children. There was Lewis Caroll’s Alice in Wonderland, Robert Stevenson’s
Treasure Island, and Mark Twain’s Adventures of Huckleberry Finn.
History of Children’s Literature in the Philippines
Just like in the West, Philippine children’s literature also started in the
oral tradition. Before the colonization, literatures for children were transmitted
through oral tradition. Mothers sung lullabies in their own regional language to
their babies.; there were legends and myths told around the campfire; and epics
that were chanted during religious ceremonies and weddings.
It was until the Spanish colonization that books for children became
available. However, the books, called cartilla, were just literacy materials that
include Roman alphabet and religious poems and hymms, much like the
hornbooks of the West.
It was the Americans who brought literature for children here in the
Philippines. The Thomasites, brought copies of famous Western classics such as
Mother Goose Rhymes, Grimm’s Fairy Tales and the Western Classics such as Alice
in Wonderland, Little Women, and Adventures of Tom Sawyer and Huckelberry
In 1925, Severino Reyes, who wrote under the pen name “Lola Basyang,”
published his stories for children in Liwayway Magazine. Another major
development was from the works of Juan C. Laya and Camilo Osias. Both
promoted the use of books as supplementary materials for teaching and learning.
They wrote the first textbooks for Filipino school children. However, though
most of their stories were foreign, the rest were local folktales, myths, and
legends involving Filipino animals.
After the American period, local writers began to rewrite some of the
country’s folk literature from English to Filipino. There were some organizations
that pioneered movements that encourages people to write books for children.
There was CLAPI, a group who published a book called “The Lizard and Other
Stories.” She was also the one who established PAMANA, an organization that
encourages people to write books for children through teir short story writing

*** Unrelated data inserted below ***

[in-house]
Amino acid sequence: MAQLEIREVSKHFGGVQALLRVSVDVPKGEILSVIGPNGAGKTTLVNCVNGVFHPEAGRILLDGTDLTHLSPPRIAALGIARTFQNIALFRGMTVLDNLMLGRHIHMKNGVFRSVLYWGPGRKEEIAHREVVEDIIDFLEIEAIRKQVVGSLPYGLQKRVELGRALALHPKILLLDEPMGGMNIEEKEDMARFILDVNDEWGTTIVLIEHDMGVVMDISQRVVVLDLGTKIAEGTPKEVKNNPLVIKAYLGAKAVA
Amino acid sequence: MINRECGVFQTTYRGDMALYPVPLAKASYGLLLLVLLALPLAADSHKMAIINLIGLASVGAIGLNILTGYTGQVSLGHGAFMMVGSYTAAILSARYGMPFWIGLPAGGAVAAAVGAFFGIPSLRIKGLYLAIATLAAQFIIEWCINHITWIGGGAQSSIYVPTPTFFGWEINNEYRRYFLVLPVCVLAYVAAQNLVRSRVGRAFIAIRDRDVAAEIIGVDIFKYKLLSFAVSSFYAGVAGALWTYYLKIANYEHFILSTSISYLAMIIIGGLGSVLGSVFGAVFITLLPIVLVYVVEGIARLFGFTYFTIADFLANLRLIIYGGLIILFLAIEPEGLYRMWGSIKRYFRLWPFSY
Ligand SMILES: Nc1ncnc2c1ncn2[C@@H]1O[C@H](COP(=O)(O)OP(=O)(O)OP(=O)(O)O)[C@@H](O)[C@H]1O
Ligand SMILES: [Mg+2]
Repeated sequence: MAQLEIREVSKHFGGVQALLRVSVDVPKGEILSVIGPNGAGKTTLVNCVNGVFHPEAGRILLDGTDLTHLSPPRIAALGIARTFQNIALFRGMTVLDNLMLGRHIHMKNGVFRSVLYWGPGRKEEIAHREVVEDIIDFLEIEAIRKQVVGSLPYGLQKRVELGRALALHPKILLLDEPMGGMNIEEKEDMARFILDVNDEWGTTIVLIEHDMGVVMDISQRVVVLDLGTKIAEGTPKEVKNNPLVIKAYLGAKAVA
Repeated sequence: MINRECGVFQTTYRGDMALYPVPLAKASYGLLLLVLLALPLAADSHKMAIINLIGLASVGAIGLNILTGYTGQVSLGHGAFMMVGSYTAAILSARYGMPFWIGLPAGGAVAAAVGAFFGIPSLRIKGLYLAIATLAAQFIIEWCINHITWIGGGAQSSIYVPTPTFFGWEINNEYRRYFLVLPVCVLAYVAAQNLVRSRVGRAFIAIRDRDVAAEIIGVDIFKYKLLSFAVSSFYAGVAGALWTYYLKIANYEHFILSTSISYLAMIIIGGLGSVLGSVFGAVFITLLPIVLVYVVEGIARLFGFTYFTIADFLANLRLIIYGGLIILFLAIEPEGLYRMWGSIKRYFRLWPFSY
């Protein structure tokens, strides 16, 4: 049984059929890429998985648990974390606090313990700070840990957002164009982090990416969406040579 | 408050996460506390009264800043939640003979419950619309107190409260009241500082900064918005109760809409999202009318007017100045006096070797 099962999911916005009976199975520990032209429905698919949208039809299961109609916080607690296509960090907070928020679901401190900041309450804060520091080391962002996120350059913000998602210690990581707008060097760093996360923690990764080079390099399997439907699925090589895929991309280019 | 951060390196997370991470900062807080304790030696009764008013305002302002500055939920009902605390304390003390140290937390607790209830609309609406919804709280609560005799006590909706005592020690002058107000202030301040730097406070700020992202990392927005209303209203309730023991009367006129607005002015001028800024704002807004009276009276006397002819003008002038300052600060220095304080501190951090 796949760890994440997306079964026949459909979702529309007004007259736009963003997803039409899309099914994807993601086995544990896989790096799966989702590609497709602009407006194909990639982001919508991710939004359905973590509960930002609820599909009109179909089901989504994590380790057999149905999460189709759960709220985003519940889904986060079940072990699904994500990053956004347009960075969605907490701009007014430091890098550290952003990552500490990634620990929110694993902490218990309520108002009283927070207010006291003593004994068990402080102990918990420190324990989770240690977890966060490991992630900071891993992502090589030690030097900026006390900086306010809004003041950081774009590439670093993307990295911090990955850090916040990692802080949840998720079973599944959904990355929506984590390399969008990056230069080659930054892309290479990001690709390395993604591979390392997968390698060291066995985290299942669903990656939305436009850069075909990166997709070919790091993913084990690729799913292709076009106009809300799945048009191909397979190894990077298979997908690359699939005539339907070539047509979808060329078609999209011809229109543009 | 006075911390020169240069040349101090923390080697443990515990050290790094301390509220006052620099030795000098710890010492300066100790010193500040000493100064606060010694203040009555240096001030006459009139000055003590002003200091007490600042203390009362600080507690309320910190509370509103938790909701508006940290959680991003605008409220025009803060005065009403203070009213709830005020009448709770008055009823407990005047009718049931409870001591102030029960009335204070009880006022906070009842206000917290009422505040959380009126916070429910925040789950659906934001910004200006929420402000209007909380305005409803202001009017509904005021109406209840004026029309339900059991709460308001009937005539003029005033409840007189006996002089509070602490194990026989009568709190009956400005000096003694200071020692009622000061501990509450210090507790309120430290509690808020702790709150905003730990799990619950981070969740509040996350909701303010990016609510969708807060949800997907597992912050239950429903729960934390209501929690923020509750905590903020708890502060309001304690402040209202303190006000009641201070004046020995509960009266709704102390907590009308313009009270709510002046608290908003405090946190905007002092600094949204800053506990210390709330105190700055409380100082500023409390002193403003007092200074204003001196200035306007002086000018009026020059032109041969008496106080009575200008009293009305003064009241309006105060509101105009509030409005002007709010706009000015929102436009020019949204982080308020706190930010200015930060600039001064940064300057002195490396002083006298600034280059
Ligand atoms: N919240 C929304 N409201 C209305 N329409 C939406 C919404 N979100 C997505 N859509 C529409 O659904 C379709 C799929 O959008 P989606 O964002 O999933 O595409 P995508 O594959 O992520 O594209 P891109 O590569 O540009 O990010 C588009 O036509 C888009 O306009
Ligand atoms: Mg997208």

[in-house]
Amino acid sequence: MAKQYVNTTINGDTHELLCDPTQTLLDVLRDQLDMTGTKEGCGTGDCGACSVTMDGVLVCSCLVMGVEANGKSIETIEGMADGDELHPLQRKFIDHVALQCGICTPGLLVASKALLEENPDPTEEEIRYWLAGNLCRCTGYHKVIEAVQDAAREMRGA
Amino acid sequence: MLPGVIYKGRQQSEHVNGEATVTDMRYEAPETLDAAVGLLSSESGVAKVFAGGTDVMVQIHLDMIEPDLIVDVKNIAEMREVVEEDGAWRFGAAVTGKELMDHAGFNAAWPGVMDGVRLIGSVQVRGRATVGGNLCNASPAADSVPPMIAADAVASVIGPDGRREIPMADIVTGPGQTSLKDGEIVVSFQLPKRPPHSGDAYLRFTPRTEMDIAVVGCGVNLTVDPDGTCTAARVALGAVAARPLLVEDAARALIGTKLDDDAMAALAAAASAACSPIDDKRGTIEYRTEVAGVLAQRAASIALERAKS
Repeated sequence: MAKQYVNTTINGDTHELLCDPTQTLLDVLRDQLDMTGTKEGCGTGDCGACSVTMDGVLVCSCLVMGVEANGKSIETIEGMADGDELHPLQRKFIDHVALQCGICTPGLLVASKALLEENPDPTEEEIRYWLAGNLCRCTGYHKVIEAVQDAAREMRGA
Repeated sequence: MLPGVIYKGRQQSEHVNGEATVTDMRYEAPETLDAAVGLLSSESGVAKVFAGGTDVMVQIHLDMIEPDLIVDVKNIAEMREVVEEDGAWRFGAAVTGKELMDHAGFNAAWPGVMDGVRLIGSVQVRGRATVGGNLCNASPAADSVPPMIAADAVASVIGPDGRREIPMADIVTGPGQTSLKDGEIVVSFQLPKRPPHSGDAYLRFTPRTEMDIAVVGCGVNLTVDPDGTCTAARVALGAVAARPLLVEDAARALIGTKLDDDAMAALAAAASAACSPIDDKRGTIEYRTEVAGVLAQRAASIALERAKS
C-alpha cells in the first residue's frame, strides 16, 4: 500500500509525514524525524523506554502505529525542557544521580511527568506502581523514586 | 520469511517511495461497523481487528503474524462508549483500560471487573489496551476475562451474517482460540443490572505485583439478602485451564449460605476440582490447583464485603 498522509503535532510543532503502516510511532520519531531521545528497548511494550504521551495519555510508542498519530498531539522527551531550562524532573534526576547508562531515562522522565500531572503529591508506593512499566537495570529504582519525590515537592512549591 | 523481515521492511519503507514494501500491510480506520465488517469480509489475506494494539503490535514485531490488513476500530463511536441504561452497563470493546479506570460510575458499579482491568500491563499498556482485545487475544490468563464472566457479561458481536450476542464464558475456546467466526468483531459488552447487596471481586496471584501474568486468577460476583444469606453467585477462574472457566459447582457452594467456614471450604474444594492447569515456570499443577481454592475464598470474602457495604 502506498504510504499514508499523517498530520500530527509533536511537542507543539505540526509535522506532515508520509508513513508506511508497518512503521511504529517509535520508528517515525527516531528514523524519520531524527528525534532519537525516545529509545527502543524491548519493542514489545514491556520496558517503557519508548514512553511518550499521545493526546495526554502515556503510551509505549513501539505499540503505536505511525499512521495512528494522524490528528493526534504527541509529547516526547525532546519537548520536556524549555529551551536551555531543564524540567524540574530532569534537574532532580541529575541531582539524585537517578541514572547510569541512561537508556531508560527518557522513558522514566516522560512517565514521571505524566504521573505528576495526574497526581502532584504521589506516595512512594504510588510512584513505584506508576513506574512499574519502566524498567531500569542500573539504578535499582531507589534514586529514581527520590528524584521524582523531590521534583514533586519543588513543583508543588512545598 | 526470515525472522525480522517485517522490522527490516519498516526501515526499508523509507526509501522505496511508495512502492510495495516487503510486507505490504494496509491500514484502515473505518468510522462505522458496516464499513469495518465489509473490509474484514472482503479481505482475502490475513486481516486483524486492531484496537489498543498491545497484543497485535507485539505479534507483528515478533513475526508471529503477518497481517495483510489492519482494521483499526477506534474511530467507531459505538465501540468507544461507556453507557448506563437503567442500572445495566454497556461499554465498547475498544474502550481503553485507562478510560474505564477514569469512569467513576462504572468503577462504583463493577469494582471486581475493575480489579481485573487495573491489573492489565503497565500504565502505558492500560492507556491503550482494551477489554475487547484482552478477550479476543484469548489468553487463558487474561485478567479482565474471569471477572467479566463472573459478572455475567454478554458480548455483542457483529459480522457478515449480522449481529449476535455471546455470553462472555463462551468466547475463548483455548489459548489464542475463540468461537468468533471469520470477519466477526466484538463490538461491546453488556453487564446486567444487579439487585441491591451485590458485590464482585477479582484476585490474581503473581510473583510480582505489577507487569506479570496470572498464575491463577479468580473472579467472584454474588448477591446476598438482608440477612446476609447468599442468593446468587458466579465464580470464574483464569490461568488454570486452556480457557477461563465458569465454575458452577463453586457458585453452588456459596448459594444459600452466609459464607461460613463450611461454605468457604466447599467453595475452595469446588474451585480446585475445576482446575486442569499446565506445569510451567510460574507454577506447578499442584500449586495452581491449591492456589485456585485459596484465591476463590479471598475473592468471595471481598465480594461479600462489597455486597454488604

In the 1960s, Bookmark came out with its first picture book titled 'Toby and the Christmas Bell'
by Marla Yotoko though, later, due to poor sales, Bookmark stopped production in its children's
book line. Another illustrated children’s book was Bert Florentino’s publication of Jose Garcia
Villa’s 'Mirinisa and Other Stories.'
In the 70s, Philippine Appliance Corporation (Philacor) published a series called the Young
People's Library, hardbound, in full color and with great illustrations. It included titles like
'Filipino Rites and Rituals,' 'Filipino Myths and Legends,' 'Games Filipino Children Play,' 'Stories
Filipinos Tell.' New Day Publishers came out with 'My Friends and the Haunted Cave' by T.M.
Even the magazine Mr. & Ms. came out with Nick Joaquin's (writing under the name Quijano de
Manila) 'Lilit Bulilit and the Babe-in-the-Womb' in 1978. The following year, Joaquin wrote more
stories on the same genre with a series of 10 titles called 'Pop Stories for Groovy Kids,' all a
retelling of mythical and legendary figures like Ibong Adarna, Maria Makiling, Banahaw, and
Juan Tamad. This was funded by a private institution to celebrate the International Year of the
Child in 1979.
To sum things up, both Western and Philippine children’s literature started with the
oral tradition. There were fantasy and adventure stories but these do not seem to cater
children’s needs and interests; they were just told for enculturation and entertainment of
the general public.
In the West, the struggle
In the Philippines, was the struggle to have an identity of its own
Alba, Reinerio A. (July 28, 2003). Nurturing Chidlren’s Literature in the
Philippines. National Commision on Culture and the Arts.
i=63&subcat=13 Retrieved (July 5, 2012)
Lopez, Ivy. (September 10, 2010). Children’s Literature in the Philippines. Pensive
philippines.html. Retrieved( July 4, 2012)
Norton, Dorothy. (1987). Through the eyes of the child: an introduction to
children’s literature. OH: Merill Publishing Co.